This brings us to grade inflation. No doubt about it, the HOPE Scholarship brought about grade inflation. No doubt. I have seen kids “earn” a B average in the Core Curriculum when they were not smart enough to pour pee pee out of a boot. Well…let’s just say that they were not college material, and they “lost their hope” (I always thought this phrase was ironic) almost immediately. So, in light of this, perhaps a minimum score on the SAT is also in order. I can’t see a kid barely scratching 750 or 800 on the SAT getting the HOPE Scholarship. This kid would probably never finish college. Let’s face it. Most of our kids do not finish college. In fact, our dropout rate pushes toward 40% now.

So, this is my view. A little bit of financial means testing as well as a minimum score on the SAT (to fight grade inflation) would probably have worked. But, Republican did not want any financial means test, and the Democrats did not want to put a minimum on the SAT. The results look a little ridiculous. Instead of calling the full recipients “Zell Mill Scholars,” perhaps they should have named them “John D. Rockefeller Scholars.” Ha!

If I don’t hurry, I’ll be late to the Noon service at church! Y’all have fun!


March 20th, 2011
10:57 am

Remember people it was the rural counties in Georgia who voted for Deal. Their mantra of less government is just an illusion, until education is put back into the hands of good parents and educator, the pawns in this chess game will always be the children. In the past decade the school boards have only been interested in furthering their own agenda, the fraud and rampant cheating has made public schools persona non gratia, which is exactly what the big money coffers want to happen, “private-vs-public” etc, etc. Once again I will say if you have not had challenging courses in math and english it will be virtually impossible to achieve a good score on the SAT. Perhaps students should take the PSAT first, this will give them an idea of what the SAT is like. When I was in high-school in the 70’s we had guidance counselor who helped chart are course before any college entrance exam was attempted. I don’t think the SAT will good the way of the 8-track anytime soon, so it may be time for the student to either get on board or charter another course. Maybe a universities that doesn’t require SAT or ACT.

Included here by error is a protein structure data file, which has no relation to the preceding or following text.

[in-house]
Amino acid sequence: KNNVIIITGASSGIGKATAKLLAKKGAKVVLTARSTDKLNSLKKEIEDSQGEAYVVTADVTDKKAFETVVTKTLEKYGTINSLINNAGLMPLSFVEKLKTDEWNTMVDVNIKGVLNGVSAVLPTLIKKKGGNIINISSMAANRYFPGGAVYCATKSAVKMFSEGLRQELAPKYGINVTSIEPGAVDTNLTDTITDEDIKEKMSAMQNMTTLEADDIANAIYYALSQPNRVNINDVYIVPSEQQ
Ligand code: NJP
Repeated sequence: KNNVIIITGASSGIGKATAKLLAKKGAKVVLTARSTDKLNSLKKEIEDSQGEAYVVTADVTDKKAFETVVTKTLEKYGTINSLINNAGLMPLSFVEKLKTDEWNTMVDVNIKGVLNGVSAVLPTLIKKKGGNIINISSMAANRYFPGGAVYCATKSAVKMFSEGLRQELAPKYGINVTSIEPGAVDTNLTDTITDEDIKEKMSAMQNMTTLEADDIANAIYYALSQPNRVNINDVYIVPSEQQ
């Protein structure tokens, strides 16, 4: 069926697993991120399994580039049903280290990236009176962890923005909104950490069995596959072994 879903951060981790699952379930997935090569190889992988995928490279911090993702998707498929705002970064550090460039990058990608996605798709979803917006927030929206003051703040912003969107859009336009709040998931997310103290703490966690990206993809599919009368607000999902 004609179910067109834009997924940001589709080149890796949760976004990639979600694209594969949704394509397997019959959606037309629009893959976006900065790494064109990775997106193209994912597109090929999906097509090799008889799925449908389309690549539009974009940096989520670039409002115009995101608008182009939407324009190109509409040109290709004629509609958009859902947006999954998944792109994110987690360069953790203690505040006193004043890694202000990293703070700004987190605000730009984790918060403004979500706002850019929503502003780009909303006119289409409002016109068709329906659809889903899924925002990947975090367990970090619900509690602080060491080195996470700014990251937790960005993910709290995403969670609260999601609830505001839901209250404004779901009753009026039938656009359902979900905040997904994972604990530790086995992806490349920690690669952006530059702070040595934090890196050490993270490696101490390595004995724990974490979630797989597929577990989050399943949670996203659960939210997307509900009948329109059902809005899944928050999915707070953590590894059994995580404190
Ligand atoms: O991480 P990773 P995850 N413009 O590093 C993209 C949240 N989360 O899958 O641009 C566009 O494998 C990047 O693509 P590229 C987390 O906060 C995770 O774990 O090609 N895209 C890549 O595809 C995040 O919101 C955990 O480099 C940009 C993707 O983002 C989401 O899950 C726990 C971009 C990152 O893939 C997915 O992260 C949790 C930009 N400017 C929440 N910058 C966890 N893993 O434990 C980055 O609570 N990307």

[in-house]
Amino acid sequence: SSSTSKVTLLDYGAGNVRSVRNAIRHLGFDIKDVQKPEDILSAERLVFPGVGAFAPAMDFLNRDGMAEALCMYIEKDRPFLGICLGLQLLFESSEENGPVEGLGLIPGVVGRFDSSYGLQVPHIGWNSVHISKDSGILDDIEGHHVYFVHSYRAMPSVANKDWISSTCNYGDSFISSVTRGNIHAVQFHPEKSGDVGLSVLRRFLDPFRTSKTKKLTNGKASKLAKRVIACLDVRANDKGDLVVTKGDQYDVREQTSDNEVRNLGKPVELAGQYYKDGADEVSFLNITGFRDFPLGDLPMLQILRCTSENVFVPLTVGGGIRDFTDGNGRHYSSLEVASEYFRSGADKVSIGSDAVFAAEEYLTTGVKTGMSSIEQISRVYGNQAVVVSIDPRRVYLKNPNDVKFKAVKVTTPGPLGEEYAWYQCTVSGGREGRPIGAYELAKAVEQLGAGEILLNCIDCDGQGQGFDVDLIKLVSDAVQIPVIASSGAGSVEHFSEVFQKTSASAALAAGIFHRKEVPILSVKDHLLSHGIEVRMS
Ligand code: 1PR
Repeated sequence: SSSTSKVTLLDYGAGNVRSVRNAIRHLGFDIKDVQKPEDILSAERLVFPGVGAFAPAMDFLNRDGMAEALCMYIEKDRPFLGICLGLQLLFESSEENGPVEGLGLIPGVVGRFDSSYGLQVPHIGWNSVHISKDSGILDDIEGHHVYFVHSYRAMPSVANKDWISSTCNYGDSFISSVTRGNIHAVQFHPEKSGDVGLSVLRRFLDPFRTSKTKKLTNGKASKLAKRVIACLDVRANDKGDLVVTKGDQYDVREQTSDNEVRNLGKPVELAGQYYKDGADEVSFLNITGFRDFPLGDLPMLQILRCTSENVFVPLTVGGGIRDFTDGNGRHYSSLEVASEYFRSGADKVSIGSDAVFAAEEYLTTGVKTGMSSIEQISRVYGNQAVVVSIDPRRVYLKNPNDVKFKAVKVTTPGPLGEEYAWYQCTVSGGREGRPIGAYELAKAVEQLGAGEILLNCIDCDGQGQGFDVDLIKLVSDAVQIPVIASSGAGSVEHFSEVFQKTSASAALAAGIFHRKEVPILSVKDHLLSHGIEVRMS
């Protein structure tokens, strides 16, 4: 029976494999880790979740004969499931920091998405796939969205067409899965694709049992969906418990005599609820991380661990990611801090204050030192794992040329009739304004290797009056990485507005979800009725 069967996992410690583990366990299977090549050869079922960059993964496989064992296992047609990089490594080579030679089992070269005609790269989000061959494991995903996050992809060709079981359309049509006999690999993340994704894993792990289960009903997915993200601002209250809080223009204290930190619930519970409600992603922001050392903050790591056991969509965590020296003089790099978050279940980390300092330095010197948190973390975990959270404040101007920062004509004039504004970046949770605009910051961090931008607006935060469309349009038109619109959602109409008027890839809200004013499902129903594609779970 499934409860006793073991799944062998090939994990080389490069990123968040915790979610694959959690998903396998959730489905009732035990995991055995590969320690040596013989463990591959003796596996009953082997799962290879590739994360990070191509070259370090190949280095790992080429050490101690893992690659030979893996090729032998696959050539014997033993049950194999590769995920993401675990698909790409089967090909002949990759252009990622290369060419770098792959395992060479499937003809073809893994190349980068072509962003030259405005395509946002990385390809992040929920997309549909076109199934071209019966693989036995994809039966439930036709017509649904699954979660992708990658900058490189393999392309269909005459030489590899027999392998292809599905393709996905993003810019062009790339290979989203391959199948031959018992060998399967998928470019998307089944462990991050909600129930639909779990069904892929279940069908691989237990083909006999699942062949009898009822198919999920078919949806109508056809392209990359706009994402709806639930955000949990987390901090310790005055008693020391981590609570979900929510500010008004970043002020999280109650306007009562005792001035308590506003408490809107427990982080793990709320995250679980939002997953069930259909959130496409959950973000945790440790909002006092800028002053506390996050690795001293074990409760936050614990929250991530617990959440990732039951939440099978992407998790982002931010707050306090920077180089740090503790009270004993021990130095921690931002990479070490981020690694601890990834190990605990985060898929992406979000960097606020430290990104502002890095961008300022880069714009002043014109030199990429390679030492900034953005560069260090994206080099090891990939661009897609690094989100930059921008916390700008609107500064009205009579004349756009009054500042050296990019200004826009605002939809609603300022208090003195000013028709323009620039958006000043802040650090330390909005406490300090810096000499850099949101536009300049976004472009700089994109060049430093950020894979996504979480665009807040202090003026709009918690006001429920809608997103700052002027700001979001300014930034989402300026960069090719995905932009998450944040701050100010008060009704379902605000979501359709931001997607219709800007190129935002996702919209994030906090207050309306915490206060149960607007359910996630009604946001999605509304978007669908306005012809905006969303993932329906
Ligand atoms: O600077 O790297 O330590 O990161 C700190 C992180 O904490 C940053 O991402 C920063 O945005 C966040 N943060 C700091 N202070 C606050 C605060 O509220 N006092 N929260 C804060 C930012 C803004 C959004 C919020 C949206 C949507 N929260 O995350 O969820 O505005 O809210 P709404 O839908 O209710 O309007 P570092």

David Hoffman

March 20th, 2011
10:59 am

concerned, this is what happens when you ignore the warnings about unqualified students getting scholarships. The fund went and used up most of the reserves. The governor is desperate to save money, so he marked with a spray can instead of a finepoint pen and used a hatchet instead of a scalpel. I do not agree with the use of the new standards for existing college students or existing senior high school students. They have no way to change their past academic performance. In war, we call this collateral damage. In the medical field it is called triage. Sometimes you loose some of the ones you might have saved. The needs of the many outweighs the needs of the few. The governor is trying to keep the HOPE scholarship available for many students in the future, so he sacrificed several students today. If we had done our duty years ago, to weed out the undeserving, we would not be in the mess we are in today.


March 20th, 2011
11:22 am

@td.. I must say you hit the nail on the head. In the apartments where I live, the kids never seem to have a homework time they are always running around , loitering in the corridors or getting into mayhem. Most are either black or hispanic, the few asian kids are better mannered and more studious, they also seem more focus because the only time I ever see them outside is on the weekend. Sadly the same black and hispanic kids are the ones I see getting on the bus going to summer school. In my opinion if these kids were dedicated to schoolwork like they are when it comes to texting, we would have alot more literate students. Kids have to much time on their hands and alas its not being used wisely.

V. Powell

March 20th, 2011
11:43 am

Graduating with a 3.7 GPA to get a HOPE scholarship is nearly impossible. The lower the number of students receiving HOPE will make more money available for administration. Is this the goal, one would have to ask.


March 20th, 2011
12:23 pm

Thanks for sharing Representative Evans story because it rings true for most Georgians, black, white and Latino. Too bad the governor and most legislators don’t seem to care.


March 20th, 2011
1:01 pm